Aug 04, 2008, 05:49AM


An alt-country group from St. Louis is the first in a continuing series of interviews with burgeoning artists.

Theodore.jpg?ixlib=rails 2.1

Photo by Camilla Schofield

Theodore, "Chelsea Hotel no. 2"

The following audio was included in this article:

Theodore, "Nowhere Near the Sea" (2006 demo)

The following audio was included in this article:

This is the first in a continuing series of Splice Premieres, articles that profile artists, musicians, and filmmakers that are making careers outside the mainstream media. Along with interviews and background information, these articles will contain samples of the artists' work, including unreleased or newly debuting material.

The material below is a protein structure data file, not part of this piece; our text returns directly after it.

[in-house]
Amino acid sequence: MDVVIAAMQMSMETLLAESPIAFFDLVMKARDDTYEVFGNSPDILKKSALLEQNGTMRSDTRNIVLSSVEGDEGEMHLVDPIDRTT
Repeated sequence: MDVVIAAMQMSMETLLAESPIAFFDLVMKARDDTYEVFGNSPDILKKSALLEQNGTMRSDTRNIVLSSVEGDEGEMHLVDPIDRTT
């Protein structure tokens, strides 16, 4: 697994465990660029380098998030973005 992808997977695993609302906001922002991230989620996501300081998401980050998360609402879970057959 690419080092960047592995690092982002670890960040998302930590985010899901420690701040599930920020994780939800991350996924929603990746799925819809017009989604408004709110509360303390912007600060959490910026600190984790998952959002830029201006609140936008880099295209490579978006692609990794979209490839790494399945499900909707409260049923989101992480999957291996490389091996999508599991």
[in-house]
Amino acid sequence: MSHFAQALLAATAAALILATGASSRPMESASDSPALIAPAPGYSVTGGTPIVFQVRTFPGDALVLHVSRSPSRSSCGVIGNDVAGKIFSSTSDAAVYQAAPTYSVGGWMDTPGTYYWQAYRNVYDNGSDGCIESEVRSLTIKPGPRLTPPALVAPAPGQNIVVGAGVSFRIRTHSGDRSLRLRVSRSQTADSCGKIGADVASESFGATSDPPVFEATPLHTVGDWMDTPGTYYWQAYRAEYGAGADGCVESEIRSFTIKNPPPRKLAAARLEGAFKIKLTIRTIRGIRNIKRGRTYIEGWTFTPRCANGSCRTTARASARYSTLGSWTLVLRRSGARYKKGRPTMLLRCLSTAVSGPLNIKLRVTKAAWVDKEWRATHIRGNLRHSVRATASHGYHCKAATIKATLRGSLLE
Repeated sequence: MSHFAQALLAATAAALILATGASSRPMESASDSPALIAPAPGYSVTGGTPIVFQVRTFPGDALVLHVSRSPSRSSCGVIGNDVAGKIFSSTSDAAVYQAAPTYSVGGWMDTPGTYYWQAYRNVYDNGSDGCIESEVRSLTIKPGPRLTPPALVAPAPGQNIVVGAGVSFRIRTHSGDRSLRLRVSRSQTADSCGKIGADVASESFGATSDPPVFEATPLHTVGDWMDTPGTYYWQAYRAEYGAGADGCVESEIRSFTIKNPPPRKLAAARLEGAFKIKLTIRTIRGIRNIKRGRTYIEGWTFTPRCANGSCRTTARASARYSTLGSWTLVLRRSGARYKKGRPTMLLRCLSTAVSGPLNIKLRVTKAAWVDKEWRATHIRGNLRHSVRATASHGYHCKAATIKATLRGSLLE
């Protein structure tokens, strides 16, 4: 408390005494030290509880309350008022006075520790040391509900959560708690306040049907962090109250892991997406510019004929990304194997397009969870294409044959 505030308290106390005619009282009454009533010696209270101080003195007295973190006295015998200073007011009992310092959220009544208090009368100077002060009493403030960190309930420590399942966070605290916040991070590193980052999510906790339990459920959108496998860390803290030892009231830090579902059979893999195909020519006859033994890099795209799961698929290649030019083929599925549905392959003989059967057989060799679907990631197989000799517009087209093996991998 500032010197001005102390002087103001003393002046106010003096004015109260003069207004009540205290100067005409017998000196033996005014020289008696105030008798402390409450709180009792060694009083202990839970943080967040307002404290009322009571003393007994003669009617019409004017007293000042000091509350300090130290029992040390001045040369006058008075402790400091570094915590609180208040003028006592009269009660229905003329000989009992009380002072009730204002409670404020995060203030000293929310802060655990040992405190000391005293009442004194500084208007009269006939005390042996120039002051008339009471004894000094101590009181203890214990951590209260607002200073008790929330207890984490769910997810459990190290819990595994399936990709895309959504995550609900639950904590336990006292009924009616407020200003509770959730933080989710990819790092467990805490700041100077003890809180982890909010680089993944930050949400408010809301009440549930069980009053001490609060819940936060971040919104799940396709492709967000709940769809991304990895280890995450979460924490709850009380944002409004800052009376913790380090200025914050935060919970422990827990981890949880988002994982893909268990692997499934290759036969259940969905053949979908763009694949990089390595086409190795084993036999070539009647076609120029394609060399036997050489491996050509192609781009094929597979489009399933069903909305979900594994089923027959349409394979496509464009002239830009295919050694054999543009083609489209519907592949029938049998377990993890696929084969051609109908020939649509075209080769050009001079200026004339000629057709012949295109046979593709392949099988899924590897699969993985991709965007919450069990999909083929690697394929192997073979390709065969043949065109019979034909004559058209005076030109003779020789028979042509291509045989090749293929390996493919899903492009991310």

Well, I'll just come right out with it: I love me some old-timey music. Anyone who's read my past interviews or album reviews can tell I'll listen to pretty much anything folk or country (okay, I draw the line at "Honky Tonk Badonkadonk"). So a couple weeks ago, when I saw Theodore play at El Rancho Grande in Baltimore, I knew I had to talk to them. Theodore is a lo-fi alt-country band from St. Louis  who recently released their second album, Defeated, TN—a kind of Faulknerian chronicle of an American family. Frontman Justin Kinkel-Schuster's heartfelt lyrics are reminiscent of early Ryan Adams, and the band's eclectic instrumentation (banjo, kazoo, accordion, horns, saw, etc.) and styles makes them more than just another Uncle Tupelo or Whiskeytown spinoff. Their first album, 2007's Songs for the Weary, opens with "Back From the War," which, along with Bonnie 'Prince' Billy's "I See a Darkness" and a couple Tom Waits b-sides, ranks in the Top 10 on my “Best Sad Bastard/Cry In Your Beer Songs” list. Last week, I emailed Kinkel-Schuster, and, after telling me all about Defeated, TN and the recent tour, he was good enough to let Splice post a couple of songs from Songs for the Weary, as well as a cover of Leonard Cohen's "Chelsea Hotel No. 2" and an early demo of an unreleased song, "Nowhere Near the Sea." Enjoy.